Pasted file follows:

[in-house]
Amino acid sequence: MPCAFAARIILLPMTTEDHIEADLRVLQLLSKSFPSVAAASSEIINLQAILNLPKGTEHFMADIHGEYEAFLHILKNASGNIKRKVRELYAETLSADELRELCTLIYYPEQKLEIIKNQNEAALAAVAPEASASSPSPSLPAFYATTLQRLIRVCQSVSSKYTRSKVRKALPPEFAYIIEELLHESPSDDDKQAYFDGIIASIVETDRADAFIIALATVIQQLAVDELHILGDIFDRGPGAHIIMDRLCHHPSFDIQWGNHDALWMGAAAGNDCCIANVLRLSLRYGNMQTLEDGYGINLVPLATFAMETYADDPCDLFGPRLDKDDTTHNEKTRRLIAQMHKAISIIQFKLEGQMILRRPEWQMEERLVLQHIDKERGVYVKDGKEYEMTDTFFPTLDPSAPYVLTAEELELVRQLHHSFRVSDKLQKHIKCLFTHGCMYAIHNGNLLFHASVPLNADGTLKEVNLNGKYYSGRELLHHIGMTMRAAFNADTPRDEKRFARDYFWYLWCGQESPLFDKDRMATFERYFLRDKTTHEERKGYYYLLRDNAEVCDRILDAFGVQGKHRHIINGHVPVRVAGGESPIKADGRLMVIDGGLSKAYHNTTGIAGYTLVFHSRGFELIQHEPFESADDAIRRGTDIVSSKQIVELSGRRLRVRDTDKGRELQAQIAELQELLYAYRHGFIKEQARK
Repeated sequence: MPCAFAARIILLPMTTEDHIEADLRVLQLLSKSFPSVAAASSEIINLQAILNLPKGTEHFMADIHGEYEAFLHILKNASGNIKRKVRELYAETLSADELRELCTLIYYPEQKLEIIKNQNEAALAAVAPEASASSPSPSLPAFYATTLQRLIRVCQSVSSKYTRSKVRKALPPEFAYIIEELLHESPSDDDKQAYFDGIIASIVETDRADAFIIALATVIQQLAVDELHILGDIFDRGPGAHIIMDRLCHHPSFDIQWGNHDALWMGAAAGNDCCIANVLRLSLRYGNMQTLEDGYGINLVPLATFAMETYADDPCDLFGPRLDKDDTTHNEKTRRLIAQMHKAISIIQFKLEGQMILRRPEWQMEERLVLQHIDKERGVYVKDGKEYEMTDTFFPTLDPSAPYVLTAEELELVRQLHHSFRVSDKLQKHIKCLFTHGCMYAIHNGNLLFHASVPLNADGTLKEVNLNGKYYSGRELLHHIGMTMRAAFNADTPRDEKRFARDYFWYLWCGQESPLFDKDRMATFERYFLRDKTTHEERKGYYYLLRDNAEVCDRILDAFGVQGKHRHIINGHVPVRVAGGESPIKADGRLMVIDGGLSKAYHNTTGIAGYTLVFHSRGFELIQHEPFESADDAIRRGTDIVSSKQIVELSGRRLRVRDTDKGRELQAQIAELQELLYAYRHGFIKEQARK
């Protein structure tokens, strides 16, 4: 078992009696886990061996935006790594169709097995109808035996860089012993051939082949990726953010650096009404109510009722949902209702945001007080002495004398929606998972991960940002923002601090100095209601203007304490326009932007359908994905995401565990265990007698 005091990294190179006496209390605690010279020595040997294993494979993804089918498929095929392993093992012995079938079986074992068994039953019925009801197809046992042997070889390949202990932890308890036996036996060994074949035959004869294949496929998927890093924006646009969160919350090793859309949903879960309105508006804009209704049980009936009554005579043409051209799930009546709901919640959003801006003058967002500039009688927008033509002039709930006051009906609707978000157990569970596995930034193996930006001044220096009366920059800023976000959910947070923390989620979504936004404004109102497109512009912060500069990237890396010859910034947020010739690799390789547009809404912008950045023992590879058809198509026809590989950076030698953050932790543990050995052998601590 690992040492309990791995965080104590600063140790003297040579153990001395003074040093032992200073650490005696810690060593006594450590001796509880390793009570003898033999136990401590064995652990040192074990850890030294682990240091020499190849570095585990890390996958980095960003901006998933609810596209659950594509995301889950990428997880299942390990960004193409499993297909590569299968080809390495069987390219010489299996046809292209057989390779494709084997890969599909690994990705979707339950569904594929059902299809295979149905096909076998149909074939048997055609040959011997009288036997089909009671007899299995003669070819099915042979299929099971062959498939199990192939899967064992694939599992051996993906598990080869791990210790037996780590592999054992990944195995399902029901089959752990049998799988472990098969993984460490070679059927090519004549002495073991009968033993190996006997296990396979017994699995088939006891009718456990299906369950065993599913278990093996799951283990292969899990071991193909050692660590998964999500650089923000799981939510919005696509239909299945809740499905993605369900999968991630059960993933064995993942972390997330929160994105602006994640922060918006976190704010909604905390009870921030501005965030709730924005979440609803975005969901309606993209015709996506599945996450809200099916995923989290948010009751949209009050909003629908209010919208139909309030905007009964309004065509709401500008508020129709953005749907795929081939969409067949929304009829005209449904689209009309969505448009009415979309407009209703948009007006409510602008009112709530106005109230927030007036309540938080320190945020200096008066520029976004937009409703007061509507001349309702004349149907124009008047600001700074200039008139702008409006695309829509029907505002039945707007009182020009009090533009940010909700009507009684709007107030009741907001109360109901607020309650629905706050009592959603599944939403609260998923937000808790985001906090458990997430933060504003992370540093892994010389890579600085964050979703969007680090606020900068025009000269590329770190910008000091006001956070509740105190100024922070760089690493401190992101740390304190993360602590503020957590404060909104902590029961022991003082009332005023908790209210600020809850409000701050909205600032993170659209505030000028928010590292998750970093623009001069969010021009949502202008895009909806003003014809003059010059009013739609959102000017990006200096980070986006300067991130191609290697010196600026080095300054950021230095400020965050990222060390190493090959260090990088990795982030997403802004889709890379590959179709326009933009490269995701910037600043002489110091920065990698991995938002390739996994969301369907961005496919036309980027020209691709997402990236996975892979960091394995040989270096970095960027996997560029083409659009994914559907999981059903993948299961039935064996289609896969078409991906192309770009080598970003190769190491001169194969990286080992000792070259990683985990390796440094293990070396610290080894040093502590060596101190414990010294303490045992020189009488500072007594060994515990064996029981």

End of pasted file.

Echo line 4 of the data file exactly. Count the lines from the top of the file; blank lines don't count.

């Protein structure tokens, strides 16, 4: 078992009696886990061996935006790594169709097995109808035996860089012993051939082949990726953010650096009404109510009722949902209702945001007080002495004398929606998972991960940002923002601090100095209601203007304490326009932007359908994905995401565990265990007698 005091990294190179006496209390605690010279020595040997294993494979993804089918498929095929392993093992012995079938079986074992068994039953019925009801197809046992042997070889390949202990932890308890036996036996060994074949035959004869294949496929998927890093924006646009969160919350090793859309949903879960309105508006804009209704049980009936009554005579043409051209799930009546709901919640959003801006003058967002500039009688927008033509002039709930006051009906609707978000157990569970596995930034193996930006001044220096009366920059800023976000959910947070923390989620979504936004404004109102497109512009912060500069990237890396010859910034947020010739690799390789547009809404912008950045023992590879058809198509026809590989950076030698953050932790543990050995052998601590 690992040492309990791995965080104590600063140790003297040579153990001395003074040093032992200073650490005696810690060593006594450590001796509880390793009570003898033999136990401590064995652990040192074990850890030294682990240091020499190849570095585990890390996958980095960003901006998933609810596209659950594509995301889950990428997880299942390990960004193409499993297909590569299968080809390495069987390219010489299996046809292209057989390779494709084997890969599909690994990705979707339950569904594929059902299809295979149905096909076998149909074939048997055609040959011997009288036997089909009671007899299995003669070819099915042979299929099971062959498939199990192939899967064992694939599992051996993906598990080869791990210790037996780590592999054992990944195995399902029901089959752990049998799988472990098969993984460490070679059927090519004549002495073991009968033993190996006997296990396979017994699995088939006891009718456990299906369950065993599913278990093996799951283990292969899990071991193909050692660590998964999500650089923000799981939510919005696509239909299945809740499905993605369900999968991630059960993933064995993942972390997330929160994105602006994640922060918006976190704010909604905390009870921030501005965030709730924005979440609803975005969901309606993209015709996506599945996450809200099916995923989290948010009751949209009050909003629908209010919208139909309030905007009964309004065509709401500008508020129709953005749907795929081939969409067949929304009829005209449904689209009309969505448009009415979309407009209703948009007006409510602008009112709530106005109230927030007036309540938080320190945020200096008066520029976004937009409703007061509507001349309702004349149907124009008047600001700074200039008139702008409006695309829509029907505002039945707007009182020009009090533009940010909700009507009684709007107030009741907001109360109901607020309650629905706050009592959603599944939403609260998923937000808790985001906090458990997430933060504003992370540093892994010389890579600085964050979703969007680090606020900068025009000269590329770190910008000091006001956070509740105190100024922070760089690493401190992101740390304190993360602590503020957590404060909104902590029961022991003082009332005023908790209210600020809850409000701050909205600032993170659209505030000028928010590292998750970093623009001069969010021009949502202008895009909806003003014809003059010059009013739609959102000017990006200096980070986006300067991130191609290697010196600026080095300054950021230095400020965050990222060390190493090959260090990088990795982030997403802004889709890379590959179709326009933009490269995701910037600043002489110091920065990698991995938002390739996994969301369907961005496919036309980027020209691709997402990236996975892979960091394995040989270096970095960027996997560029083409659009994914559907999981059903993948299961039935064996289609896969078409991906192309770009080598970003190769190491001169194969990286080992000792070259990683985990390796440094293990070396610290080894040093502590060596101190414990010294303490045992020189009488500072007594060994515990064996029981």